My friend Naz offered me the scarecrow that she made with her grandchildren. It will greet trick-or-treaters at our door this Halloween, and I hope that next spring it will scare off any rabbits and woodchucks that nose around our garden produce.
But first, this scarecrow needs a name. Which one do you think is the scariest? Here are the nominations:
Sasquatch? Banshee? Chucky? Voldemort? Ted Cruz? Beelzebub? Farmer MacGregor? Ichabod? Elvira? Goneril? Warleggan? Hecate? Hannibal Lecter? Wickham? Quasimodo?
Scarecrows protect crops in nearly every country in the world. In Japanese legend, they are silent deities who see everything, and in colonial America scarecrows became frightening, according to a post I saw on the Western Mass. Permaculture Guild e-mail list. “Over time, scarecrows morphed from utilitarian farmers’ aids and harvest symbols to Halloween dressing, something more scary and ominous,” according to poster Layla Hazen.
But maybe scarecrows don’t have to be scary. Artist Michael Melle, who will lead a workshop in Ashfield this Saturday, creates sculptures rooted in the scarecrow tradition. But instead of being frightening, they are described as “tender and masterful, evoking natural human movement and expression.” The workshop is from 1 to 4 p.m. at the Bullitt Reservation (call 413-532-1631 x10 for more info).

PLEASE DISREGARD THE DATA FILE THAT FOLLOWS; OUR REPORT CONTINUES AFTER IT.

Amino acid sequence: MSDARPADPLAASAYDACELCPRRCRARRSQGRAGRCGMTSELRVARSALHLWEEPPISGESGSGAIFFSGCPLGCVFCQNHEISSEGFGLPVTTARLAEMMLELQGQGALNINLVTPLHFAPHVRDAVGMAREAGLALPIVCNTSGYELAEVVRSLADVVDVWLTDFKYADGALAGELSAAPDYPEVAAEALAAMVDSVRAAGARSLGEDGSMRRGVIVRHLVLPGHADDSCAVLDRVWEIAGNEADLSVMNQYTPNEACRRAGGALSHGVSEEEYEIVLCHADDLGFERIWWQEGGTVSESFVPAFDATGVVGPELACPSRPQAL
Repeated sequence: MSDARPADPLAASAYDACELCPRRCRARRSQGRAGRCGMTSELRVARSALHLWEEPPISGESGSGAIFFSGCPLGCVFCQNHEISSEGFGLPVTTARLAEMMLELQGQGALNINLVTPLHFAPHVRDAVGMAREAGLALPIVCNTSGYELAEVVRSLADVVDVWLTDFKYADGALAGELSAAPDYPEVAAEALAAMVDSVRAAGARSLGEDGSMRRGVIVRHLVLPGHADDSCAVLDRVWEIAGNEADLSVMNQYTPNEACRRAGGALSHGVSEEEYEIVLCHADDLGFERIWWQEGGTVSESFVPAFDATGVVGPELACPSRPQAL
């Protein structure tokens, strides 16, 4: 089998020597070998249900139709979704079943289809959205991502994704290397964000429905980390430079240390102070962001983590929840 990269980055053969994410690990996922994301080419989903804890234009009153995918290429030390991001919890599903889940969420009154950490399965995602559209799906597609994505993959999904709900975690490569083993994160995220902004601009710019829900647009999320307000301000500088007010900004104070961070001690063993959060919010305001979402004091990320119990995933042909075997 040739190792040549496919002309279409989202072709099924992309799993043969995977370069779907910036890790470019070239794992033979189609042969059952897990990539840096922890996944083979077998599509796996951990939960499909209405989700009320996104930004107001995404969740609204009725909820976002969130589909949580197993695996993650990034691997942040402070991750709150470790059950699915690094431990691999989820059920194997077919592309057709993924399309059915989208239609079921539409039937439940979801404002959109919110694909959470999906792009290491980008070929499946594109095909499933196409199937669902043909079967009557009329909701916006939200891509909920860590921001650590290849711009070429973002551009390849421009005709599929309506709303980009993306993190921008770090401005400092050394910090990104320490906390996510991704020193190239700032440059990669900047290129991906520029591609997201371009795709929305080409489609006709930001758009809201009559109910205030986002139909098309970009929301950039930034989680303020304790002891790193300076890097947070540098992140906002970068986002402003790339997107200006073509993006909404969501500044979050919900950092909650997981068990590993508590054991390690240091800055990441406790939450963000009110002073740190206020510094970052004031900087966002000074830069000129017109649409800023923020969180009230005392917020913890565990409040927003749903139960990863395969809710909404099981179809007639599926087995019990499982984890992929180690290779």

I still have some questions about what to do with my new scarecrow. Do I need to find a way to make it stand up, if I’m trying to scare rabbits and not crows? Does a scarecrow have to be male, as in “The Wizard of Oz”? Does it need a companion that has a scent? (I heard that stuffing old pantyhose with hair helps scare away critters.) And can my new scarecrow, which has straw for innards, get left out in the rain?
Our garden was attacked last spring by woodchucks that climbed over our woodchuck-proof fence, but I bought a trap that neutralized this threat. Our neighborhood has lots of rabbits that can’t climb the fence but can attack our unfenced vegetable beds. I think I’ll place our scarecrow near where I plan to grow butternut squash, which one year got its tender shoots chomped off.
What should we call this new addition to our garden?